NASCAR has felt old school to Brad Keselowski all year.
With the elimination of practice and qualifying due to the coronavirus outbreak, the Team Penske driver was reminded of what it’s like to show up at a local short track around lunchtime. There is a heat race, then the feature, and everyone is home by the morning’s early hours.
Cup Series teams have been doing that since May, and everyone has adapted quite nicely. But now, they must do that one more time for the biggest race of the year: the championship. No dialing in the car all weekend; no qualifying to try and fire the first shot toward your three fellow title contenders.
There is no build-up to the green flag like there would be in any other year. No weekend full of stress and nerves going from one activity to another. No cameras following your every move for three straight days and a sea of people surrounding the car, the hauler, and the pit box, or milling around in the garage.
“I’m kind of looking forward to it,” said Keselowski. “We’ve been so good with it the rest of the season that it’s become the new normal, and I’m cool with that. I’m just ready to go.”
Keselowski is making his second appearance in the Championship 4, so he’s gone through the stress and excitement of Championship Weekend in a typical year. But Keselowski’s championship from 2012 came under a previous playoff format.
“It’s never, in my years of Cup, been anything like (this),” Keselowski said. “In a lot of ways, it’s refreshing because not just the (extra) family time, but because you don’t have three days of sweating over every little detail of, ‘All right, I need three hours to prepare for qualifying, and after that, I need an hour of studying. Then I’ve got to go wake up at seven in the morning and have an eight a.m. practice session, and the track is nowhere near the right condition. Do we want to change the car setup? I don’t know, I don’t know, so‑and‑so is faster than us, yeah, but the track is not right…’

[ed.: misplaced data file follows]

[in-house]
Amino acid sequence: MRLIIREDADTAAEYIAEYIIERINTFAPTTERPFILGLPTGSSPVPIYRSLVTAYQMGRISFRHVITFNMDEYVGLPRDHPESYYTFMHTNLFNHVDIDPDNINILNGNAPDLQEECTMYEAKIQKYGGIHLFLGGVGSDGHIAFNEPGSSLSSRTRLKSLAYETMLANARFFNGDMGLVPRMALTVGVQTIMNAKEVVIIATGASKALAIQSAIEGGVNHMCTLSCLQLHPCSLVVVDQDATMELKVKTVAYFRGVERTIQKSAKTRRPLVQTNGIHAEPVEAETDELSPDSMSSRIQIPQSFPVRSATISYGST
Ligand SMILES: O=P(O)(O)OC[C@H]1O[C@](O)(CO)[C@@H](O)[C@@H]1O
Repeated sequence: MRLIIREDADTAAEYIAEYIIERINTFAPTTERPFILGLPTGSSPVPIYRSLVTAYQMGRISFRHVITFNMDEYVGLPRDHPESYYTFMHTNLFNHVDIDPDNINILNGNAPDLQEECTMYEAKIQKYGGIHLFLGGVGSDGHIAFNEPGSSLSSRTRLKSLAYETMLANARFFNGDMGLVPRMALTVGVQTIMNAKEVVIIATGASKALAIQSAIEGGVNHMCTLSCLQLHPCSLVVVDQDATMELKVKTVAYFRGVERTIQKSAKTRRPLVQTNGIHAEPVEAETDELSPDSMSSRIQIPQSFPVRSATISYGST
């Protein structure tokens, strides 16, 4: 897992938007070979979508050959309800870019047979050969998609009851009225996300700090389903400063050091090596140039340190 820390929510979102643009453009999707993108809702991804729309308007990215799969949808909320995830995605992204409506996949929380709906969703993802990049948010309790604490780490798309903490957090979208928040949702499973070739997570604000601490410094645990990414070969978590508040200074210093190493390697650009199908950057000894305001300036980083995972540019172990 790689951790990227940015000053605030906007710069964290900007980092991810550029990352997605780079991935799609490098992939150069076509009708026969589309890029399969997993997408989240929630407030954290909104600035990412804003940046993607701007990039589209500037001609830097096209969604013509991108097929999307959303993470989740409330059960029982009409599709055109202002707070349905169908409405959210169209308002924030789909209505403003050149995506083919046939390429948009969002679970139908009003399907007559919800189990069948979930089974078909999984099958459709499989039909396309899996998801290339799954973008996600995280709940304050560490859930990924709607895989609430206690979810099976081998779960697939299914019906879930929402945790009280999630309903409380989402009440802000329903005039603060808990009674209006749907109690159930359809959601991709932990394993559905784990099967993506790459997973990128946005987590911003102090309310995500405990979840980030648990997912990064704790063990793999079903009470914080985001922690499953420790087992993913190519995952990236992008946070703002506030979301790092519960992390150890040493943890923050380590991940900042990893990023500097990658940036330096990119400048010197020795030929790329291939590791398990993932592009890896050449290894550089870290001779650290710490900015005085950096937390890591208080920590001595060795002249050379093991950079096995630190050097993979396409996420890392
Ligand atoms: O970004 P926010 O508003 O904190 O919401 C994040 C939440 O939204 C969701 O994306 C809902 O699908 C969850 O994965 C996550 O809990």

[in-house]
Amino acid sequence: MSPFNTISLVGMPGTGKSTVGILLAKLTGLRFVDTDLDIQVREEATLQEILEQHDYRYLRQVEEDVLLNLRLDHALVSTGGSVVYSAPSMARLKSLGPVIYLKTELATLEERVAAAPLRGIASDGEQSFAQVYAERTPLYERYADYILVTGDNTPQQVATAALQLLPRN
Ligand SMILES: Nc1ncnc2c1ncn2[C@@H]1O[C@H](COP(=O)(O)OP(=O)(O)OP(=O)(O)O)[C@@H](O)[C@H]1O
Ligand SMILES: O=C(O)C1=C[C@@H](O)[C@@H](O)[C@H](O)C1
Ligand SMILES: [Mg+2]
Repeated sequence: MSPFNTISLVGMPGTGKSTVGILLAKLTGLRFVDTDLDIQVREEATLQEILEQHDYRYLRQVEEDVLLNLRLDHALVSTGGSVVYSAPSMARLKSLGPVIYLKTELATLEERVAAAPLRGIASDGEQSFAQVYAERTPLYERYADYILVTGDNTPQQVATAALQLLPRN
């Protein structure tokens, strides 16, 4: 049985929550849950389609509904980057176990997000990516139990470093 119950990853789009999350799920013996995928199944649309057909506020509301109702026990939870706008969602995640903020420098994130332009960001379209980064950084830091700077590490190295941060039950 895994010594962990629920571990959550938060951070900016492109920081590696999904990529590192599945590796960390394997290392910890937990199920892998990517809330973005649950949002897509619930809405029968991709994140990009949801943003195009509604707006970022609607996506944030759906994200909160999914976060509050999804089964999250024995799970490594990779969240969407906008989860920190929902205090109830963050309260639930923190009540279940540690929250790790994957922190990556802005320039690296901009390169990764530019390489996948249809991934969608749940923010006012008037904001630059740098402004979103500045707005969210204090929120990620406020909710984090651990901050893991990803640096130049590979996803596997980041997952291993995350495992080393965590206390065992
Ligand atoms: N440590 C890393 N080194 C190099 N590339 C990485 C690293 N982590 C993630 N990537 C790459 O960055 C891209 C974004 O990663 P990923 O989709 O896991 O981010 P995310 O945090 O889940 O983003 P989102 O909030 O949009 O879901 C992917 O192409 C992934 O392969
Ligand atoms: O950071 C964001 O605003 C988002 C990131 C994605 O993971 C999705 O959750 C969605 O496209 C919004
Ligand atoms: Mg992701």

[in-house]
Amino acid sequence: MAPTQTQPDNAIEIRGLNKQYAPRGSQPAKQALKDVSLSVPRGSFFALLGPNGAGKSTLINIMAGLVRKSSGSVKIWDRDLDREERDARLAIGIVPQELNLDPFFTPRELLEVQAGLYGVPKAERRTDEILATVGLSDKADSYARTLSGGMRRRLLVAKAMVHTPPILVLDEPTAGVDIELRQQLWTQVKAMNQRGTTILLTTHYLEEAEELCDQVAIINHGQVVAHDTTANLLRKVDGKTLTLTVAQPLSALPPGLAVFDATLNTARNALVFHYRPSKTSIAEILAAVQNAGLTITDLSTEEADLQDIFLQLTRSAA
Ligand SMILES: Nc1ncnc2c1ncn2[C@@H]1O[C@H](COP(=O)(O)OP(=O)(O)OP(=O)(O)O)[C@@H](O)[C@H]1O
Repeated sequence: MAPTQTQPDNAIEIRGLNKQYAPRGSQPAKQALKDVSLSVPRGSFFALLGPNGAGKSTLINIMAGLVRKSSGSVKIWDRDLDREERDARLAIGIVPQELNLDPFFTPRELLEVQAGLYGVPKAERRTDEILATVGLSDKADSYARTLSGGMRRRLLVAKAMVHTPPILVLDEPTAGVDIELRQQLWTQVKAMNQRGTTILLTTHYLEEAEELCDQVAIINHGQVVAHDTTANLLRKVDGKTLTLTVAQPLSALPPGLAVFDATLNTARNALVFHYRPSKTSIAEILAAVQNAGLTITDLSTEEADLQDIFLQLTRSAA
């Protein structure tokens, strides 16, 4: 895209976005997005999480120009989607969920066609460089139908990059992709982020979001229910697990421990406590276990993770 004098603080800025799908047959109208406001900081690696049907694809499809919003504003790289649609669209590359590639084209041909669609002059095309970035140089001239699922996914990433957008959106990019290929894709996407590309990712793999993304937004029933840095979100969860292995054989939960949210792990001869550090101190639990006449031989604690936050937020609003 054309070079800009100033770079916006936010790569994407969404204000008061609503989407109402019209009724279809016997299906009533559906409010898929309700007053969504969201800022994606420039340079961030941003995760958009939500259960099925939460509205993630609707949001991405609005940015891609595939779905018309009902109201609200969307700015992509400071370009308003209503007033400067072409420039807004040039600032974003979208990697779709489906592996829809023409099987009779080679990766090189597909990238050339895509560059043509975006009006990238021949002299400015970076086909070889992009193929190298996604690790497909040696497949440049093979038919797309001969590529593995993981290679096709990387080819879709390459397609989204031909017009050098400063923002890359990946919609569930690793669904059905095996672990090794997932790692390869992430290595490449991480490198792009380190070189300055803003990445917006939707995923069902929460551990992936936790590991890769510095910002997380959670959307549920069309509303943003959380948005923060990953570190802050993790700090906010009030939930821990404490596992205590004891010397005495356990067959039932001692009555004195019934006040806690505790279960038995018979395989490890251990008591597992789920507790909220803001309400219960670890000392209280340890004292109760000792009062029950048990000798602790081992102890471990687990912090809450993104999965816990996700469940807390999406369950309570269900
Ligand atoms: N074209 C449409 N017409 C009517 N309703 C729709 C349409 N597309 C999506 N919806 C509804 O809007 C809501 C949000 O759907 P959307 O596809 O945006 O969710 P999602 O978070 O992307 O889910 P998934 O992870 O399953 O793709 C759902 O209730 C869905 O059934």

“All these mindless debates that you would have had are kind of gone with this setting. I don’t know if there was a lot of value in those that really communicated themselves to our fans or communicated themselves to our fan base to where they generated some excitement out of it, but they’re certainly gone. It’s a little bit different. I’m not complaining; I’m glad we get to race.”
Joey Logano has the most experience of the four title contenders. He is making his fourth appearance and is the only driver in contention who has won a championship under this format. To his credit, Logano has never been rattled by the significance of the moment, the competition, nor, notably in 2018 when he won the championship, fear of those who claimed Logano wouldn’t win the war.
“Yeah, the practice was always nice because you got out there, you got to tune in on or your car, you made a couple long runs, kind of got to know what you’re going to have for the race,” said Logano. “You could really build your strategy on what you have for the race, right? If you know you’re a fifth-place car, you can build your strategy around that. If you’re the fastest car out there, you know you have that (and) that will change your strategy.